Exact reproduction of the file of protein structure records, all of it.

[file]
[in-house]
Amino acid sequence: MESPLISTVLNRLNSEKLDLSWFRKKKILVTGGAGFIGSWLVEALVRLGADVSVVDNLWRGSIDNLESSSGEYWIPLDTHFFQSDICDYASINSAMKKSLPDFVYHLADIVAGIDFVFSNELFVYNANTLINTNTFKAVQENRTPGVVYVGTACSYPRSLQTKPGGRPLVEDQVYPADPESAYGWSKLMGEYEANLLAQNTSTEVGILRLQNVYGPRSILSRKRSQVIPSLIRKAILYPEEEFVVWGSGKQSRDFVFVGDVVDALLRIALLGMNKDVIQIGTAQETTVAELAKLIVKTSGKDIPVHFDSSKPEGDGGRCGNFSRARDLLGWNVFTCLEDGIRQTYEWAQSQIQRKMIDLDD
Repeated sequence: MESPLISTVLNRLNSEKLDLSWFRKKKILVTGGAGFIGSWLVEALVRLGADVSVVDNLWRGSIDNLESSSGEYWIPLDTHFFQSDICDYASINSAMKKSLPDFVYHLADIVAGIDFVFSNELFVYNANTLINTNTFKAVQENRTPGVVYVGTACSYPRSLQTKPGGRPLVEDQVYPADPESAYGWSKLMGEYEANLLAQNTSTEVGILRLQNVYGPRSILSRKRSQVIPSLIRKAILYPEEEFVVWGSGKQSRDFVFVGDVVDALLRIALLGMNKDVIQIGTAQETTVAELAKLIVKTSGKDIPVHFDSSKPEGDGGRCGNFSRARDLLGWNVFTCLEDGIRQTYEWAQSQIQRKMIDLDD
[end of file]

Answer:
[in-house]
Amino acid sequence: MESPLISTVLNRLNSEKLDLSWFRKKKILVTGGAGFIGSWLVEALVRLGADVSVVDNLWRGSIDNLESSSGEYWIPLDTHFFQSDICDYASINSAMKKSLPDFVYHLADIVAGIDFVFSNELFVYNANTLINTNTFKAVQENRTPGVVYVGTACSYPRSLQTKPGGRPLVEDQVYPADPESAYGWSKLMGEYEANLLAQNTSTEVGILRLQNVYGPRSILSRKRSQVIPSLIRKAILYPEEEFVVWGSGKQSRDFVFVGDVVDALLRIALLGMNKDVIQIGTAQETTVAELAKLIVKTSGKDIPVHFDSSKPEGDGGRCGNFSRARDLLGWNVFTCLEDGIRQTYEWAQSQIQRKMIDLDD
Repeated sequence: MESPLISTVLNRLNSEKLDLSWFRKKKILVTGGAGFIGSWLVEALVRLGADVSVVDNLWRGSIDNLESSSGEYWIPLDTHFFQSDICDYASINSAMKKSLPDFVYHLADIVAGIDFVFSNELFVYNANTLINTNTFKAVQENRTPGVVYVGTACSYPRSLQTKPGGRPLVEDQVYPADPESAYGWSKLMGEYEANLLAQNTSTEVGILRLQNVYGPRSILSRKRSQVIPSLIRKAILYPEEEFVVWGSGKQSRDFVFVGDVVDALLRIALLGMNKDVIQIGTAQETTVAELAKLIVKTSGKDIPVHFDSSKPEGDGGRCGNFSRARDLLGWNVFTCLEDGIRQTYEWAQSQIQRKMIDLDD